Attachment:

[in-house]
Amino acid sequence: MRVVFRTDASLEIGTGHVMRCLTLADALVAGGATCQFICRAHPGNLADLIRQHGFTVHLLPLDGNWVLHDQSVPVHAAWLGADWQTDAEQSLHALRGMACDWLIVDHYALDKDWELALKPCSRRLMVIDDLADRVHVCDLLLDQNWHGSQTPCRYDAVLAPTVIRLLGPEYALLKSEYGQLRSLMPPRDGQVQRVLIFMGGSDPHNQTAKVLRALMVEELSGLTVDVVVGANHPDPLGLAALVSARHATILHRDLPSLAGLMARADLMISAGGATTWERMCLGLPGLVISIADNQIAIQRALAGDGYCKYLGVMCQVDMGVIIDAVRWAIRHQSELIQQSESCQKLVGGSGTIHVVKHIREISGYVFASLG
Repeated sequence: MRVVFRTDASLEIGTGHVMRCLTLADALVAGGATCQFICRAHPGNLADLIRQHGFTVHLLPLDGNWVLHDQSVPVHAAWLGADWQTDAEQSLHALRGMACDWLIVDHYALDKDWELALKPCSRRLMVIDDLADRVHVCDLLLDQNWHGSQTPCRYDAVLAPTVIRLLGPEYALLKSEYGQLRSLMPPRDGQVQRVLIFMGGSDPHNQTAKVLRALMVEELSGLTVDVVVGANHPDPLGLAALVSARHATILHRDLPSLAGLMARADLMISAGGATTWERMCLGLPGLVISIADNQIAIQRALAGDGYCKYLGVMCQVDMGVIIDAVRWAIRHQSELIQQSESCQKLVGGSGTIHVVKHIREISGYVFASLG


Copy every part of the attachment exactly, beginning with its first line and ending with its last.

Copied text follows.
[in-house]
Amino acid sequence: MRVVFRTDASLEIGTGHVMRCLTLADALVAGGATCQFICRAHPGNLADLIRQHGFTVHLLPLDGNWVLHDQSVPVHAAWLGADWQTDAEQSLHALRGMACDWLIVDHYALDKDWELALKPCSRRLMVIDDLADRVHVCDLLLDQNWHGSQTPCRYDAVLAPTVIRLLGPEYALLKSEYGQLRSLMPPRDGQVQRVLIFMGGSDPHNQTAKVLRALMVEELSGLTVDVVVGANHPDPLGLAALVSARHATILHRDLPSLAGLMARADLMISAGGATTWERMCLGLPGLVISIADNQIAIQRALAGDGYCKYLGVMCQVDMGVIIDAVRWAIRHQSELIQQSESCQKLVGGSGTIHVVKHIREISGYVFASLG
Repeated sequence: MRVVFRTDASLEIGTGHVMRCLTLADALVAGGATCQFICRAHPGNLADLIRQHGFTVHLLPLDGNWVLHDQSVPVHAAWLGADWQTDAEQSLHALRGMACDWLIVDHYALDKDWELALKPCSRRLMVIDDLADRVHVCDLLLDQNWHGSQTPCRYDAVLAPTVIRLLGPEYALLKSEYGQLRSLMPPRDGQVQRVLIFMGGSDPHNQTAKVLRALMVEELSGLTVDVVVGANHPDPLGLAALVSARHATILHRDLPSLAGLMARADLMISAGGATTWERMCLGLPGLVISIADNQIAIQRALAGDGYCKYLGVMCQVDMGVIIDAVRWAIRHQSELIQQSESCQKLVGGSGTIHVVKHIREISGYVFASLG